Striking a Balance: Less Sodium (Salt), More Potassium

Updated:Oct 7,2014

Couple Discussing Sodium UseIn your battle against high blood pressure, sodium (salt) is your enemy.

Controlling that enemy is your primary weapon, but you also have an ally that many people don’t know about: eating more potassium.

“More and more, we’re realizing how important potassium plays a role in lowering blood pressure,” said Rachel K. Johnson, Ph.D., M.P.H., R.D., an AHA spokeswoman, AHA Nutrition Committee Chair, and Bickford Professor of Nutrition at the University of Vermont.

The Dangers of Sodium
Most Americans eat more than twice as much sodium than the American Heart Association recommends, consuming an average of more than 3,400 milligrams daily. That’s why the American Heart Association/American Stroke Association is increasing awareness of sodium with the “Salty Six” – the top six sources of sodium in Americans’ diets.

Yet, if we cut the average daily sodium intake by more than half — to less than 1,500 milligrams per day, as the American Heart Association recommends — high blood pressure would decrease nearly 26 percent and more than $26 billion in healthcare costs would be saved over just a year. Another estimate projected that achieving this goal would reduce deaths from cardiovascular disease by 500,000 to nearly 1.2 million over the next 10 years.1

Some foods naturally contain some sodium. But more than 75 percent of sodium that Americans consume comes from processed foods, Johnson said. The sodium content of packaged and prepared foods can vary widely. Be sure to read Nutrition Facts labels on food items and compare the sodium content of similar products, and choose the one with the lowest amount of sodium you can find in your store.

The Power of Potassium
On the other hand, potassium is a potent weapon because:

  • The more potassium we consume, the more sodium is excreted through urine and out of the body.
  • Potassium helps relax blood vessel walls, which helps lower blood pressure.

“Consuming more potassium is not an excuse to not be concerned about the amount of salt in your diet, but it can definitely help blunt the blood pressure-raising effects of sodium,” said Johnson.

 Potassium-rich foods include:
  • Sweet potatoes
  • Potatoes
  • Greens
  • Spinach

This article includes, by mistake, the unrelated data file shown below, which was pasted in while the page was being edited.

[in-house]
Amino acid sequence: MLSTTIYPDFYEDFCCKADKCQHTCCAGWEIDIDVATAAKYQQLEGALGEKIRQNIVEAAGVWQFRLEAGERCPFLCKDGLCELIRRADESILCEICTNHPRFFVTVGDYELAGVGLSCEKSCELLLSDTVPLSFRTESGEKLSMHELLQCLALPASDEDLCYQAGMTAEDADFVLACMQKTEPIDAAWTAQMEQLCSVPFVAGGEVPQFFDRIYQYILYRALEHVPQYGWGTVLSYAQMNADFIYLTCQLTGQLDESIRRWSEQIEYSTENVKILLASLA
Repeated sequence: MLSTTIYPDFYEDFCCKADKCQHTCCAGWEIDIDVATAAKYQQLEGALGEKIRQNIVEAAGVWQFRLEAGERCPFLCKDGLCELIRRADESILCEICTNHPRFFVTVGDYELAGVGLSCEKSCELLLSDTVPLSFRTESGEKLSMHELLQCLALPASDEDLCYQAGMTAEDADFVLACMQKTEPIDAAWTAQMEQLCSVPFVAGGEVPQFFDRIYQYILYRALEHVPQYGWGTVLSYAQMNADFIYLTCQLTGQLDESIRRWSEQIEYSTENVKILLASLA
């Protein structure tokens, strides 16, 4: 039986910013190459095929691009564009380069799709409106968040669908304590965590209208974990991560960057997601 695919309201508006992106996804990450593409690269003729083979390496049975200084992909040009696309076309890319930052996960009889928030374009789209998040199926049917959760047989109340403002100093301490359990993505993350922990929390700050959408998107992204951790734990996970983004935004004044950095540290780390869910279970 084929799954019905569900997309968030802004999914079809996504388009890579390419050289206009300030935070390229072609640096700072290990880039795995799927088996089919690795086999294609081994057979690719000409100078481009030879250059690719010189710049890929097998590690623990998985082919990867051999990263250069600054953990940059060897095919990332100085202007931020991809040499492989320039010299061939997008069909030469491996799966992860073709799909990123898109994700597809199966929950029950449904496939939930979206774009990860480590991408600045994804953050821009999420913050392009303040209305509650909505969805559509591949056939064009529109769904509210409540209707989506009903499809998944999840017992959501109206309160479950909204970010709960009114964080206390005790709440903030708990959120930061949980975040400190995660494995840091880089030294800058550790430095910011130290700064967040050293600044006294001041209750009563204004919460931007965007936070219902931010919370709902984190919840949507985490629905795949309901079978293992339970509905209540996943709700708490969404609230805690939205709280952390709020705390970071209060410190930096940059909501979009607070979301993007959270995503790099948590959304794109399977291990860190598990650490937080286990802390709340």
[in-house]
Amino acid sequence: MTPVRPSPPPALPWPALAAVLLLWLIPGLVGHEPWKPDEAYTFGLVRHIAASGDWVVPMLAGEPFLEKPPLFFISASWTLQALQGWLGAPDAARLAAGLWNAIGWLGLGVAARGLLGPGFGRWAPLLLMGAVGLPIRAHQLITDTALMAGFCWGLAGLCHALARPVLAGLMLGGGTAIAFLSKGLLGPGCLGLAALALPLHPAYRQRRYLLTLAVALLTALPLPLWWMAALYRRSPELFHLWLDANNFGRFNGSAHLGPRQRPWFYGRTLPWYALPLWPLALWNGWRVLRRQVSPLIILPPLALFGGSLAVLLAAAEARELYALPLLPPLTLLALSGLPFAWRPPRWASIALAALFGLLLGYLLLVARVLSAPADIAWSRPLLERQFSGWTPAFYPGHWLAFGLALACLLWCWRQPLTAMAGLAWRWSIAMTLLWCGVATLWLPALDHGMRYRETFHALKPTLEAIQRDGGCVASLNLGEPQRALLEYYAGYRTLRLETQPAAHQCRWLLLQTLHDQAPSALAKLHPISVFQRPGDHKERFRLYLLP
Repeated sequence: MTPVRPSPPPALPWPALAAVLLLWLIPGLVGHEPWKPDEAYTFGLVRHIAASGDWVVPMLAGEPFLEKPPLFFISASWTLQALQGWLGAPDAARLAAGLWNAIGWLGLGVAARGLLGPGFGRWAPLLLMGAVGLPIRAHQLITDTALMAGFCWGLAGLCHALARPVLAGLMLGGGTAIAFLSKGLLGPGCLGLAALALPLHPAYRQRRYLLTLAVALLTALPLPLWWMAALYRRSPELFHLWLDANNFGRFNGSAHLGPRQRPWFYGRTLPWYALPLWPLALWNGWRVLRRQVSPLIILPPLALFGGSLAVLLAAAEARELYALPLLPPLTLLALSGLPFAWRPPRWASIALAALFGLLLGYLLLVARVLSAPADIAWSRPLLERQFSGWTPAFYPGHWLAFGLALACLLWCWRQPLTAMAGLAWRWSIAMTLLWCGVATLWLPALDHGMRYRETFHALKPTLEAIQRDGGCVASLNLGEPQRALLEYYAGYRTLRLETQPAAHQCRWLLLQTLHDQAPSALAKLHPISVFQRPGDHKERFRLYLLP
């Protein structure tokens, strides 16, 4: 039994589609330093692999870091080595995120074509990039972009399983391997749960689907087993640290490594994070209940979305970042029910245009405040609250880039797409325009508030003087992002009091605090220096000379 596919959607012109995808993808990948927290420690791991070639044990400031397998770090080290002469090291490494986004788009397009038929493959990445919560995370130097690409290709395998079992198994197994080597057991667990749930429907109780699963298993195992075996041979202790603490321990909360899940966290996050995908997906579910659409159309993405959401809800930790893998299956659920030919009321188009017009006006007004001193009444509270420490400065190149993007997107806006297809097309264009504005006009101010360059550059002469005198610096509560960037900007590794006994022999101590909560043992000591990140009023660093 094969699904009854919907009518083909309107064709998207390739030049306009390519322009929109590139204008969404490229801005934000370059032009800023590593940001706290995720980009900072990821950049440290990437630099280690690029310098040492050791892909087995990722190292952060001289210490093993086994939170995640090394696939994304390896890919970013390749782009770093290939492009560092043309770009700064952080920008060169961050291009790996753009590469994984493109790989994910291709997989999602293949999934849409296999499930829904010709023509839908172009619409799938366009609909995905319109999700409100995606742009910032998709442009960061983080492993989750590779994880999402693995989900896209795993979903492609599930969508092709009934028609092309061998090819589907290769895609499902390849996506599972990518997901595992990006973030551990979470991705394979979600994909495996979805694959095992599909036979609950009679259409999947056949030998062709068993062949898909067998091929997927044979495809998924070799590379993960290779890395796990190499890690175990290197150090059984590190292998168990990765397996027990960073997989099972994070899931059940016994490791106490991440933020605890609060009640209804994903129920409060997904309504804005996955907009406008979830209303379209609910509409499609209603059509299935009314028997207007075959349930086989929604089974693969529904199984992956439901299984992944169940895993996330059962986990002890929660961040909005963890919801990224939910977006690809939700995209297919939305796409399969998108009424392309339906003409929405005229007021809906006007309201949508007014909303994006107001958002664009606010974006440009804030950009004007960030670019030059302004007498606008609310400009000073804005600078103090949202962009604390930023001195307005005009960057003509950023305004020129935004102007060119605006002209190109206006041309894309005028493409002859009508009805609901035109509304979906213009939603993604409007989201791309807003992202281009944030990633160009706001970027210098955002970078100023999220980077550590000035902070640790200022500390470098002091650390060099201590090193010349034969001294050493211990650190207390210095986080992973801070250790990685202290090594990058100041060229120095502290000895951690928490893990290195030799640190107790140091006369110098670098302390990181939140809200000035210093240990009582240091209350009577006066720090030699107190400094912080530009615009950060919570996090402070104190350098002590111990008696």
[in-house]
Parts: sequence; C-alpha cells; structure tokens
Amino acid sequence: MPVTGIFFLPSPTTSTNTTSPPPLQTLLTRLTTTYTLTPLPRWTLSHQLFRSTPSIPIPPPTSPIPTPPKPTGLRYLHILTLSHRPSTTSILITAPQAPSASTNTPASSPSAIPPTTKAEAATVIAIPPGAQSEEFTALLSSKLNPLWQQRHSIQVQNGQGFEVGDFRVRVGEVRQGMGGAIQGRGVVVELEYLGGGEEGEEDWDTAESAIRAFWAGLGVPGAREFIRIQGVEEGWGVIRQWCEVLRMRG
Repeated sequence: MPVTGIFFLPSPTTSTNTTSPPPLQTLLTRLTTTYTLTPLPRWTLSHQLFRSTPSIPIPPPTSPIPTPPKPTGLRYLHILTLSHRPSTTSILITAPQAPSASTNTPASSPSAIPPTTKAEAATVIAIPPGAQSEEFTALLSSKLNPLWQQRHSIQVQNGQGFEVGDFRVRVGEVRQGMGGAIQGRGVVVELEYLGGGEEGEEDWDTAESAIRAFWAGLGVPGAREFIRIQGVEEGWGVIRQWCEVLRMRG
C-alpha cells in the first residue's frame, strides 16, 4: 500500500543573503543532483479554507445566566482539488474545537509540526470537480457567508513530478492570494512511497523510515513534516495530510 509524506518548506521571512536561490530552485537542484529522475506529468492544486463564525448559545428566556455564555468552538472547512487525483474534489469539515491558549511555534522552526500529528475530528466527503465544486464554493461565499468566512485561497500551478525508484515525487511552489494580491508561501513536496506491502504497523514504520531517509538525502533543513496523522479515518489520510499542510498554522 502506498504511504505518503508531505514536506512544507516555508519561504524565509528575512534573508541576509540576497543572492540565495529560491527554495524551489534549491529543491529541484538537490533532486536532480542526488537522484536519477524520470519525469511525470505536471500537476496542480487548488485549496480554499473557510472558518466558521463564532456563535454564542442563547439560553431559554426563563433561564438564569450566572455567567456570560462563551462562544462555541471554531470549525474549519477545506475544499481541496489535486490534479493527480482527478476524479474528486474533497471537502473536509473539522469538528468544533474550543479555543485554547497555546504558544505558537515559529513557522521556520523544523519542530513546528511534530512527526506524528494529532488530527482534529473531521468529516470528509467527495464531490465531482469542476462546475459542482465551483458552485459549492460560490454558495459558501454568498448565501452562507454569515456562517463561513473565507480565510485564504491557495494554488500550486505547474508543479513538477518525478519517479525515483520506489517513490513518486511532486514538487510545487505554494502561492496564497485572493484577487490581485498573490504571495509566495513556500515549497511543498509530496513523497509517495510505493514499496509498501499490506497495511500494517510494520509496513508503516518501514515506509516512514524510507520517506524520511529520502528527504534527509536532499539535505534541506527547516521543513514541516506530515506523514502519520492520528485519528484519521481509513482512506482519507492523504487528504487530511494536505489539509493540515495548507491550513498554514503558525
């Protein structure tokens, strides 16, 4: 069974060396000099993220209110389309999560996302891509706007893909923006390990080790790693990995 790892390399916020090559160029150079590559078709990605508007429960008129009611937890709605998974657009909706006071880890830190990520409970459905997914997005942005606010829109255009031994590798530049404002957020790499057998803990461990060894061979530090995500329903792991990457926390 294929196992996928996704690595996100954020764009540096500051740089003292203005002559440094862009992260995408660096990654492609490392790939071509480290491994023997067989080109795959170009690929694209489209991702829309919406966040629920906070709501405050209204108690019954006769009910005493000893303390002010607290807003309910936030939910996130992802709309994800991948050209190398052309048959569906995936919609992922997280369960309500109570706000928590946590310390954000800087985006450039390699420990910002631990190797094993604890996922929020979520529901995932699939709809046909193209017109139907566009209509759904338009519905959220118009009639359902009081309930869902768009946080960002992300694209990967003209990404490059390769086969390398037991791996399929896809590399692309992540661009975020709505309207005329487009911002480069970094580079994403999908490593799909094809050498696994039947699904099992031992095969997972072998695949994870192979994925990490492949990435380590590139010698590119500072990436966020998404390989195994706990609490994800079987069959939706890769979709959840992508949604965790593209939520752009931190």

• Mushrooms
  • Lima beans
  • Peas
  • Bananas
  • Tomatoes, tomato juice and tomato sauce (look for low-sodium versions)
  • Oranges and orange juice
  • Cantaloupe and honeydew melons
  • Grapefruit and grapefruit juice (talk to your healthcare provider if you're taking a cholesterol-lowering drug)
  • Prunes and prune juice
  • Apricots and apricot juice
  • Raisins and dates
  • Fat-free or low-fat (1 percent) milk
  • Fat-free yogurt
  • Halibut
  • Tuna
  • Molasses

In fact, many of the natural sources of potassium — fruits, fat-free or low-fat dairy foods and fish — are part of the Dietary Approaches to Stop Hypertension (D.A.S.H.) eating plan.

The recommended daily intake of potassium for an average adult is about 4,700 milligrams. But it’s only part of your total diet. Other dietary factors that may affect blood pressure include amount and type of dietary fat; cholesterol; protein and fiber; and calcium and magnesium.

Potassium also affects the balance of fluids in your body. So talk to your healthcare provider before taking over-the-counter potassium supplements (as we get older, our kidneys become less able to remove potassium from our blood). You should also consult with your doctor before trying salt substitutes, which contain potassium chloride that is harmful if you have certain medical conditions or take certain medications.

Learn more:

1Coxson PG, Cook NR, Joffres M, Hong Y, Orenstein D, Schmidt SM, Bibbins-Domingo K. Mortality benefits from US population-wide reduction in sodium consumption: Projections from 3 modeling approaches. Hypertension. 2013;61:564-570.

Last reviewed on 04/29/14

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Sodium & High Blood Pressure

Shake The Salt Habit